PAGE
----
Cotton has been used for textiles since 5,000 BC, and it is still heavily present in our daily lives. Besides its widespread use for household items such as bed linen and upholstery, it remains the most widely used natural fibre in the fashion industry due to the versatility, durability, and softness of cotton fabric. We believe it is necessary to ask ourselves where the cotton in our clothes comes from, but more importantly, whose hands make it possible for us to enjoy its comforts and at what cost.
Cotton production begins with the harvesting of the cotton plant, from which the lint is picked manually or mechanically. The fibres are separated from the seeds through a process called ginning, and then cleaned and carded to align them. They are later spun into yarn, and finally weaved or knitted to obtain cotton fabric.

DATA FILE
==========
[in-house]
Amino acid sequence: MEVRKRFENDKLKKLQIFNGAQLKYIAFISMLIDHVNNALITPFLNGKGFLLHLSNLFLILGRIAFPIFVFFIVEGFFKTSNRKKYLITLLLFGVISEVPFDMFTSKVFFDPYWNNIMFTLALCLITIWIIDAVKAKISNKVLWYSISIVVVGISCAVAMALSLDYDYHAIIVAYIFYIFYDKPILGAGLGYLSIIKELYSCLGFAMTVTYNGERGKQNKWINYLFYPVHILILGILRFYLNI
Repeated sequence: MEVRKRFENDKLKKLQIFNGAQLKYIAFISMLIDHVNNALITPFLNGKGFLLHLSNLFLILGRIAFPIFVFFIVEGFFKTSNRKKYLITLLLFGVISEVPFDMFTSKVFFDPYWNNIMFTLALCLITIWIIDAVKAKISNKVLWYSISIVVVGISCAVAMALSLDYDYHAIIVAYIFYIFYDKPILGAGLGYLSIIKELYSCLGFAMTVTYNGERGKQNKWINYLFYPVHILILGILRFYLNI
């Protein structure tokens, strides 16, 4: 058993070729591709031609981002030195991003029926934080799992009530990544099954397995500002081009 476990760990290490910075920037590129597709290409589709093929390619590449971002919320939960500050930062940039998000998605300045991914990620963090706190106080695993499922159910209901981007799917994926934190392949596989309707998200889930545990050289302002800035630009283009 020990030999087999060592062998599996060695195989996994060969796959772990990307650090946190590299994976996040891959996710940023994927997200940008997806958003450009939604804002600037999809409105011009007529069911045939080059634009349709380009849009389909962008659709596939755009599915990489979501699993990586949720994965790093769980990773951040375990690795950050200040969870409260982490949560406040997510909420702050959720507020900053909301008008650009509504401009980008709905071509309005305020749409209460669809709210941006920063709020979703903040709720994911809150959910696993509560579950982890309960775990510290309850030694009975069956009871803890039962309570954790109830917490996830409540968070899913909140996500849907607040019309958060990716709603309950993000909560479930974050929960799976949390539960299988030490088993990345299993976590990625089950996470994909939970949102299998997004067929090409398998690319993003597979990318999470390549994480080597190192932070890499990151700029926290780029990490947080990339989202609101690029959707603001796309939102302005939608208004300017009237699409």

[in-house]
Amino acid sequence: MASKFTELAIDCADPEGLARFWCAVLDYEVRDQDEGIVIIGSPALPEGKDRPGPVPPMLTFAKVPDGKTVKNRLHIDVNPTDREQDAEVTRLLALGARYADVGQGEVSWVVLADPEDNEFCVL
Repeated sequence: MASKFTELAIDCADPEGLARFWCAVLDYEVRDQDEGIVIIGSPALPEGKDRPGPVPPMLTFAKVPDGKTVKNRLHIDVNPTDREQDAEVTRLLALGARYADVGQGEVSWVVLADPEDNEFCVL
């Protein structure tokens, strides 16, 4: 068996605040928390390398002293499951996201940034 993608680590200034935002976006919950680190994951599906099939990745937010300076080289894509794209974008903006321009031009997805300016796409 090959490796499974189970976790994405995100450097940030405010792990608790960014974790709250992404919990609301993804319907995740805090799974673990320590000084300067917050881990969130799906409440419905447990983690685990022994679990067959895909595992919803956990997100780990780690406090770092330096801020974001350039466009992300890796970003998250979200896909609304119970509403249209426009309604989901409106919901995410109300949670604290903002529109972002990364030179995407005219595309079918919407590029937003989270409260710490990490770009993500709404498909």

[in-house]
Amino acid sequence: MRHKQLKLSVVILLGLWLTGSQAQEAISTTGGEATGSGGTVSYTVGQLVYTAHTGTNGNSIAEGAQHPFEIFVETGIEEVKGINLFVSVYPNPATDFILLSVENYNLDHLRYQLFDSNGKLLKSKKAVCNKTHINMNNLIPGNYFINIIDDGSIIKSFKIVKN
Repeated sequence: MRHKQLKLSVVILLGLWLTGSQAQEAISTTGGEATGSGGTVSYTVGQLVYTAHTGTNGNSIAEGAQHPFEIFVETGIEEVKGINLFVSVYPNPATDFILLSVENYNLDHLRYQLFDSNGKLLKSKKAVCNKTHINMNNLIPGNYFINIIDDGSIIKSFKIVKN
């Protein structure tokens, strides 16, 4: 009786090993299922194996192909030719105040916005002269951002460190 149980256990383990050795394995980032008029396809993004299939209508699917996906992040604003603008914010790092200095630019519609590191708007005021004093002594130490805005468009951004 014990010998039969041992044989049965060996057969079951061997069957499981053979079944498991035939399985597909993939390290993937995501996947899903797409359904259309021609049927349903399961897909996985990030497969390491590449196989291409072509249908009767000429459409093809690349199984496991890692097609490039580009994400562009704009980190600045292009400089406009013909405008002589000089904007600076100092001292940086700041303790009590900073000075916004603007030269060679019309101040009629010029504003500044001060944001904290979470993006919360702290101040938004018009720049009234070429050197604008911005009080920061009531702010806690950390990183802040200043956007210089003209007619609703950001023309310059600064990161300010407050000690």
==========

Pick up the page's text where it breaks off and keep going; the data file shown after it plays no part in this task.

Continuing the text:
Due to the complexity of this process, large-scale cotton production requires a global supply chain which involves a variety of locations, processes, and of course, people. Sadly, this supply chain is rife with human rights abuses, which need to be acknowledged and addressed by all stakeholders in the apparel industry in order to support and empower the estimated 350 million workers whose income depends on this crop.
Child labour in cotton production is also prevalent in other countries; in agriculture, many children perform unpaid labour with their parents in the fields, and this sector is a key employer of migrant children who are especially vulnerable to exploitation. It has also been reported that child labour is present in other stages of the process such as in spinning mills. In 2016, a study found that about 20% of female workers in the mills in India were under 14 years old, forced to work long hours, living in company-controlled hostels and facing sexual harassment.
Both children and adults face severe health risks throughout the cotton production process.